Bob Siebolt notes that many student sexual offenders are convicted of statutory rape.

Blue said that she has not encountered opposition to her proposal that, she says, was crafted in accordance with state and federal laws. Other student senators, including Terry Gorseth, said that they have not heard of student opposition to the senate resolution. The measure is co-sponsored by seven of the 11 student senators. But at least one faculty member had concerns about its compliance with federal law, Gorseth said.

Congress expanded the power of the Campus Security Act in 2003 with the Sex Crimes Prevention Act, which requires schools to make lists of students convicted of sex offenses available to the public. The act is part of the 1990 Jeanne Clery Act which was enacted to give students full access to information regarding campus crime and security.

Originally called the Crime Awareness and Campus Security Act of 1990, The Clery Act was renamed to memorialize Jeanne Clery in 1998. Clery, a Lehigh University student in Bethlehem, Pennsylvania was raped and murdered in her dorm room in 1986. Her parents found that more than 38 violent crimes had occurred on campus during the previous three years but students had not been properly informed of the offenses.

Sexual offenses are not common on campus, says Rick Rogers, clerk supervisor for the Boise Police Department campus substation. He can only recall one instance in recent years in which a registered sex offender harassed students and attempted to create sexual conversations.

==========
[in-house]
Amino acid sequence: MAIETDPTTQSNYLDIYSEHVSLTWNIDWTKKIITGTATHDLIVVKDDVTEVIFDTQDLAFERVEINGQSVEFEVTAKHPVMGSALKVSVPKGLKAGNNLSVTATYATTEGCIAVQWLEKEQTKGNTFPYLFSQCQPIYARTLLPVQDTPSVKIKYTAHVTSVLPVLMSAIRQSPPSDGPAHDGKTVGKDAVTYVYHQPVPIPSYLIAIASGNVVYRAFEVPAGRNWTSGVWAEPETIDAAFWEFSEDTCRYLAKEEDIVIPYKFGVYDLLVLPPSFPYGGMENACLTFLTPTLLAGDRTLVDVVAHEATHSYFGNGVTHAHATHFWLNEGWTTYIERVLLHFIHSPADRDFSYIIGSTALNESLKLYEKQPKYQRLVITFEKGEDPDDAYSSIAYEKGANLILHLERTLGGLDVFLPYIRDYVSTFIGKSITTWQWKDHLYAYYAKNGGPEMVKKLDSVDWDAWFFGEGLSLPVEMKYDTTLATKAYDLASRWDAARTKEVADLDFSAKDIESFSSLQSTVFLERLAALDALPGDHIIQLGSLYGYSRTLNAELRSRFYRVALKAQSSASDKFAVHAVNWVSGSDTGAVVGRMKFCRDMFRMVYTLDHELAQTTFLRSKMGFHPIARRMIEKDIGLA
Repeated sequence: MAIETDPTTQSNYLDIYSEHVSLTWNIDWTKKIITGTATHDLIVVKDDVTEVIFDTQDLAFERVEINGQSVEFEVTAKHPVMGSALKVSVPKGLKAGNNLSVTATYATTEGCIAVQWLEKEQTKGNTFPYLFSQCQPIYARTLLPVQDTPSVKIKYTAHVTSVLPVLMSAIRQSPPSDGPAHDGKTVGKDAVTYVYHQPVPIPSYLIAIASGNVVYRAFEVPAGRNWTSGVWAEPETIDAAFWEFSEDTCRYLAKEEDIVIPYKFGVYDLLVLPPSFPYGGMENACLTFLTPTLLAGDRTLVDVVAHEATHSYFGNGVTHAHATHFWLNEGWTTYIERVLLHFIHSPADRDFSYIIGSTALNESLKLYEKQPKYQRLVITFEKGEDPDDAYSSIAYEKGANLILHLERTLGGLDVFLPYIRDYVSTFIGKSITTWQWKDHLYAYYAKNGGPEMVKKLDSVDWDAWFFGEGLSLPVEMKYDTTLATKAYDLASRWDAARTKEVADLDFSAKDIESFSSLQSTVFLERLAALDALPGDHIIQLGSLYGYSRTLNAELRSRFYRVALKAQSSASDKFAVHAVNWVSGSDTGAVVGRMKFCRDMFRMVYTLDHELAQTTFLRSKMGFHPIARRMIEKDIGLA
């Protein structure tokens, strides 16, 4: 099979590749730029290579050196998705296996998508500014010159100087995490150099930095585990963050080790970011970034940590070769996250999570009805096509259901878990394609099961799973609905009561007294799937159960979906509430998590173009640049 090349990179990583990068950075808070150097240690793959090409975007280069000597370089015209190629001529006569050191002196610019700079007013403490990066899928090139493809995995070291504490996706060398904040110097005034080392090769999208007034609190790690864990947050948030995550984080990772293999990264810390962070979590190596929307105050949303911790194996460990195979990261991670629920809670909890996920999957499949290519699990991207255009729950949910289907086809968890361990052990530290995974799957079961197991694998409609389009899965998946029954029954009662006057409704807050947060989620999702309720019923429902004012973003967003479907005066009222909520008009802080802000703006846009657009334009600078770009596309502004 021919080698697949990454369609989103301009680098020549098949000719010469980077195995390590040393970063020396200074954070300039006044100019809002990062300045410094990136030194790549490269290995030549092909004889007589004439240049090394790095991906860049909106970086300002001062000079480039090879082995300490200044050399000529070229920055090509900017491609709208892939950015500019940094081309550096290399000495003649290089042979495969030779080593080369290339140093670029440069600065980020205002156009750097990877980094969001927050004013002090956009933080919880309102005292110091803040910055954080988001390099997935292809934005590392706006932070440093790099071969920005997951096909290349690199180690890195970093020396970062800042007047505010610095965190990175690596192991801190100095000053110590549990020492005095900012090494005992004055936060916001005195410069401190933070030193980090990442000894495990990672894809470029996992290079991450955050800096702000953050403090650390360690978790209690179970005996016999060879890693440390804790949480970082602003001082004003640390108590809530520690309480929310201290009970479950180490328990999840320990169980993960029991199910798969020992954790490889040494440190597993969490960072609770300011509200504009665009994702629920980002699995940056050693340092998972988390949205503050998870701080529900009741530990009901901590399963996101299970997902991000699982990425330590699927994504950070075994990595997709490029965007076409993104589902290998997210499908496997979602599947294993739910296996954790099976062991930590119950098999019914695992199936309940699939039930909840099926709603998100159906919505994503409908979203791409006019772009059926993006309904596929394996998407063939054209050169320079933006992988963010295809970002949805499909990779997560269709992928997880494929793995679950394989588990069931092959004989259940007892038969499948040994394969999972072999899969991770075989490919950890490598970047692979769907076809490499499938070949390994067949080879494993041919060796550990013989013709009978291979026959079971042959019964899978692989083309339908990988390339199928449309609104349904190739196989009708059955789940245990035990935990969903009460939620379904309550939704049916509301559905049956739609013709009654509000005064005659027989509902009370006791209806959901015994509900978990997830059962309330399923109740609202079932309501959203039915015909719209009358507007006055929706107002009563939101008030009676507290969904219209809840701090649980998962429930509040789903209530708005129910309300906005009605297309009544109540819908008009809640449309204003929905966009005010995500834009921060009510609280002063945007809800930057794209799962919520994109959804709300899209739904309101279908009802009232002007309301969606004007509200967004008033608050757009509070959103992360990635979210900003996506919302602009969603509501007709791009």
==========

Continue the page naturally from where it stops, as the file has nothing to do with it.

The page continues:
"He was a strange guy," Rogers said.

Boise State does background checks on potential employees, but the decision to screen or not screen an employee depends on the position a candidate applies for. Nursing education staff, child-care workers and employees with access to buildings all undergo background checks before they are hired, said Jane Kinn Buser, executive director of human resources at Boise State.

But hiring policies aren't a guarantee, Buser said.

"There is no policy that says we will not hire a sex offender," Buser says. Her department is currently drafting a proposal that would expand background checks and make the screening process of employees more extensive.

"We don't want to have any of our students or employees at risk," Buser says.